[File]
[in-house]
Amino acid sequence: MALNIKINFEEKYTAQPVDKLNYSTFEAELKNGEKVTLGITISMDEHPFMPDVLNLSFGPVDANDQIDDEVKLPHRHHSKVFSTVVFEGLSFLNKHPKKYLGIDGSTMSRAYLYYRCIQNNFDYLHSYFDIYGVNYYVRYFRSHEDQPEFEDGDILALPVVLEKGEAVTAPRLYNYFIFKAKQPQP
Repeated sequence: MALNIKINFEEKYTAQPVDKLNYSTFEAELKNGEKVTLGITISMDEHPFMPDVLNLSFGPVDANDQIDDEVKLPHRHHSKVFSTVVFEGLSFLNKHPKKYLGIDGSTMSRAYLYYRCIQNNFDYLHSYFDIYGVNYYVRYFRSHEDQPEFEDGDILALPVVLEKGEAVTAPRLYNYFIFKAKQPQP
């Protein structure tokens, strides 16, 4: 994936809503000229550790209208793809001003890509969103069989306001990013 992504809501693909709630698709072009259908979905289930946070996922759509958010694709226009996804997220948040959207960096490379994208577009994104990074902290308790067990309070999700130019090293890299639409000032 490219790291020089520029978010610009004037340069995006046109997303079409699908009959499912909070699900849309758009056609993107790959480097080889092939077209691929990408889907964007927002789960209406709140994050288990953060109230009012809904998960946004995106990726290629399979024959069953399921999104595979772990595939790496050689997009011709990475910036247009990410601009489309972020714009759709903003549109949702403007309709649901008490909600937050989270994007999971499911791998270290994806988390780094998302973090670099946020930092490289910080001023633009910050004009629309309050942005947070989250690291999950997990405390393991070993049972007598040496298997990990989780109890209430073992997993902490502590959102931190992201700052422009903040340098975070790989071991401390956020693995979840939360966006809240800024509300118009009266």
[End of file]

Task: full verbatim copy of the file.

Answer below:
[in-house]
Amino acid sequence: MALNIKINFEEKYTAQPVDKLNYSTFEAELKNGEKVTLGITISMDEHPFMPDVLNLSFGPVDANDQIDDEVKLPHRHHSKVFSTVVFEGLSFLNKHPKKYLGIDGSTMSRAYLYYRCIQNNFDYLHSYFDIYGVNYYVRYFRSHEDQPEFEDGDILALPVVLEKGEAVTAPRLYNYFIFKAKQPQP
Repeated sequence: MALNIKINFEEKYTAQPVDKLNYSTFEAELKNGEKVTLGITISMDEHPFMPDVLNLSFGPVDANDQIDDEVKLPHRHHSKVFSTVVFEGLSFLNKHPKKYLGIDGSTMSRAYLYYRCIQNNFDYLHSYFDIYGVNYYVRYFRSHEDQPEFEDGDILALPVVLEKGEAVTAPRLYNYFIFKAKQPQP
């Protein structure tokens, strides 16, 4: 994936809503000229550790209208793809001003890509969103069989306001990013 992504809501693909709630698709072009259908979905289930946070996922759509958010694709226009996804997220948040959207960096490379994208577009994104990074902290308790067990309070999700130019090293890299639409000032 490219790291020089520029978010610009004037340069995006046109997303079409699908009959499912909070699900849309758009056609993107790959480097080889092939077209691929990408889907964007927002789960209406709140994050288990953060109230009012809904998960946004995106990726290629399979024959069953399921999104595979772990595939790496050689997009011709990475910036247009990410601009489309972020714009759709903003549109949702403007309709649901008490909600937050989270994007999971499911791998270290994806988390780094998302973090670099946020930092490289910080001023633009910050004009629309309050942005947070989250690291999950997990405390393991070993049972007598040496298997990990989780109890209430073992997993902490502590959102931190992201700052422009903040340098975070790989071991401390956020693995979840939360966006809240800024509300118009009266």